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Bronson Soutter v. La Crosse and Milwaukee Railroad Company/Opinion of the Court

United States Supreme Court

68 U.S. 405

Bronson Soutter  v.  La Crosse and Milwaukee Railroad Company

The question involves the construction of two acts of Congress.

After the decision of this court at the last term, it cannot be pretended that the District Court possessed any power, after the act of 15th July went into effect, to grant the orders complained of, unless it is found in the subsequent act of 3d March, 1863.

It is supposed that the orders are warranted by the last clause of the act, namely, 'or to use such other powers and proceedings as may be in accordance with law, to enforce the judgments and decrees.' We do not agree to this construction. The obvious meaning and intention of this clause is, to provide for the use and exercise of such powers as might be necessary, after the issuing of execution or other final process, in order to insure the execution of the process; such as are necessary to regulate and control the ministerial duties of officers in the execution of final process. The exercise of such powers are frequently necessary, and are familiar to the profession and the courts, and when authority was given to the District Courts under this act to issue execution on final judgments or decrees that had already been rendered in their courts, it was fit and proper to confer this additional power, otherwise the final process might be unavailable. But if other powers, beyond the enforcement of the ministerial duties of the officers, in the execution of final process, become necessary, recourse must be had to the jurisdiction of the Circuit Court. We are also of opinion that, according to the true construction of the act, the judgments or decrees there referred to are those disposing of the whole case, so that nothing is left to be done but to issue the final process; that if any proceedings remain to be taken for the purpose of completing the final disposition of it, the case or suit pending is not one within the provisions of the act. It belongs to the cognizance of the Circuit Court.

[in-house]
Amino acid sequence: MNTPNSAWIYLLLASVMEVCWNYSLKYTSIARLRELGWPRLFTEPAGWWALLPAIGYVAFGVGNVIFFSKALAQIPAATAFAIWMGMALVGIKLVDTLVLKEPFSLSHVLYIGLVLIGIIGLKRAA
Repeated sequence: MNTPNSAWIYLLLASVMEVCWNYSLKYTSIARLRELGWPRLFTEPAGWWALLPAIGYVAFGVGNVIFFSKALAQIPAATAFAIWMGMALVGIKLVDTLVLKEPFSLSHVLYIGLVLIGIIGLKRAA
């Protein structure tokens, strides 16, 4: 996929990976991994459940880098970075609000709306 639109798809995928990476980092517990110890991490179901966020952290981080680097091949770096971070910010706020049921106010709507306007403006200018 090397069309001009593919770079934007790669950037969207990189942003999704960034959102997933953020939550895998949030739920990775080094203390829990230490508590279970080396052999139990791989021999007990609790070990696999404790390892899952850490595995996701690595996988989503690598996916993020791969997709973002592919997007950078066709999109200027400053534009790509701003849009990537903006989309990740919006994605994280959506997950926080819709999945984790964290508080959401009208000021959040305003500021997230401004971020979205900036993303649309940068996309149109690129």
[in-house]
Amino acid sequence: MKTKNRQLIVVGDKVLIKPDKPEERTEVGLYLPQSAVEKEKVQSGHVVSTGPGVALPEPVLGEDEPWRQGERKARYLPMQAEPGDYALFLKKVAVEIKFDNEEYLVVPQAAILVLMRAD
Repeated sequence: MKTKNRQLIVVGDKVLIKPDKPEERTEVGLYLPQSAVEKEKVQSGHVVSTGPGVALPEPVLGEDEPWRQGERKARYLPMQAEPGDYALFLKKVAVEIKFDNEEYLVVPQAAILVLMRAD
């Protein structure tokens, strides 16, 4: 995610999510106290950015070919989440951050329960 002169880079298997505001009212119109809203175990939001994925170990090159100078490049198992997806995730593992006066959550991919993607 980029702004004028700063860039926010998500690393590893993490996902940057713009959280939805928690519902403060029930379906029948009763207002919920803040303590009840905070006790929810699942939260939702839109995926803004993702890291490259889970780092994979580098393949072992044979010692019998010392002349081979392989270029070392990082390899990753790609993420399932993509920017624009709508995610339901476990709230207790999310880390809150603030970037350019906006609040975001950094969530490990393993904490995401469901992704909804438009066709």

Another reason why this particular case is not within the provisions of the act of the 3d March is, that the District Court, even if it had jurisdiction of the proceedings, would not be warranted in taking any steps in the execution of the decree in favor of the appellants. They having appealed from the decree, it would be against all reason and principle to permit them to proceed in the execution of it, pending the appeal. They assert the decree is founded in error, and for that reason should not be executed, but should be reversed and corrected in the appellate tribunal. The appeal suspends the execution of the decree. This is not a case where security is to be given in order to supersede the execution. That rule applies in cases where the decree or judgment is against the party appealing, and who desires to suspend the issuing of execution by the adverse party until the appeal is heard and determined. It is true that the adverse party in this cause has entered a cross-appeal, but, as the appeal already taken had superseded the execution, a bond in the cross-appeal would have been an act of supererogation. It would have been otherwise if the complainants, in whose favor the decree was rendered in the court below, had not appealed.